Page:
Carpal tunnel syndrome: What is attributable to work? The Montreal Study

Montreal Department of Public Health, Canada.
Occupational and Environmental Medicine (Impact Factor: 3.27). 08/1997; 54(7):519-23. DOI: 10.1136/oem.54.7.519
Source: PubMed


To estimate the fraction of carpal tunnel syndrome (CTS) that is attributable to work in the total adult population of the island of Montreal.
The population consisted of 1.1 million people 20-64 years of age, with 73.2% of men and 60.6% of women employed. The rates of first surgery for CTS were compared between occupational groups and the total adult population with the standardised incidence ratio (SIR) method. Rates of surgery for the island of Montreal were obtained from the provincial data base of payments. The occupational history was obtained from telephone interviews of a sample of surgical cases. The attributable fractions in exposed people were calculated with odds ratios (ORs) obtained from logistic regressions with non-manual workers as the control group.
The surgical incidence of CTS was 0.9/1000 adults. SIRs for all manual workers were 1.9 (95% confidence interval (95% CI) 1.4-2.5) in men and 1.8 (95% CI 1.4-2.2) in women, and the fractions attributable to work were 76% (95% CI 47-88) and 55% (95% CI 33-69), respectively. Seven occupational groups were identified as having excess risk of surgical CTS, with fractions attributable to occupation ranging from 75% to 99%.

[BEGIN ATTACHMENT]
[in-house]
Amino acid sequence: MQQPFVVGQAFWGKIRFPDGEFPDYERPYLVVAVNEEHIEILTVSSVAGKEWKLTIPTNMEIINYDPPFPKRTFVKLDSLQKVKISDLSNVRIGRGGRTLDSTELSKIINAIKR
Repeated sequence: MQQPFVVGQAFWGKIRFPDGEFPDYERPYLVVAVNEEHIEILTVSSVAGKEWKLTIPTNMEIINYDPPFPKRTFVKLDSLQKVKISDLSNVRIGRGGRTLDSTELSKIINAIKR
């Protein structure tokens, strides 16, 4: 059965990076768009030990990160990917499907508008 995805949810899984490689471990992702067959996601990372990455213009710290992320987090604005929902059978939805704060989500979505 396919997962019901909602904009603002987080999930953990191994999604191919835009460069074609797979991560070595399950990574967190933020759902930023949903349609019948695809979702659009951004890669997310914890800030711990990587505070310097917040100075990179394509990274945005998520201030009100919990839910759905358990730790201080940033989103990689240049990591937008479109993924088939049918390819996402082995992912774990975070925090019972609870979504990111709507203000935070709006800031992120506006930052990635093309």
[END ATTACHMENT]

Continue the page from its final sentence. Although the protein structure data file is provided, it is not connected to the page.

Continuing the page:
Among manual workers on the island of Montreal, 55% of surgical CTS in women and 76% in men was attributable to work. Increased risk of surgical CTS was found in seven occupational groups.

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Available from: Susan R Stock, Oct 02, 2015
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    • "Las compensaciones económicas demandadas a las empresas y las aseguradoras con respecto a los días de ausentismo laboral, asociados a los costos indirectos, que se asumen por esta patología se promedian en 30 días en los Estados Unidos y en Inglaterra en 27 días [7] [8]. La Tabla 1 muestra los Odds Ratio y Fracción Atribuible de acuerdo con la exposición laboral [9], esto con el fin de evidenciar que grupo de trabajadores tienen un mayor chance de desarrollar esta patología. 2212-1099/$36.00 – see front matter Copyright & 2013, International Society for Pharmacoeconomics and Outcomes Research (ISPOR). "
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    ABSTRACT: Objective Knowing the burden of disease related to carpal tunnel syndrome in the Colombian working population and the importance of assessing the indirect costs against the total costs of the disease. Methods We reviewed the literature on the prevalence and incidence of carpal tunnel syndrome in the Colombian population, disability days caused by this disease and methods for the assessment of indirect costs, such as the human capital approach and the friction costs. From the databases provided by the Ministry of Social Protection of Colombia and two from General System insurers Colombian Social Security, assessing the importance of the consideration of indirect costs in relation to the total costs of the disease. Results We developed a regression model that shows the relationship between costs (total) of disease and disability days. Indirect costs represented by disability days have a higher correlation with the total cost with the time of treatment of disease. Conclusions Carpal tunnel syndrome is a common condition in the working population; which may affect the frequency of increased absenteeism. Consequently, this could lead to increased overhead costs and therefore total costs associated with a disease.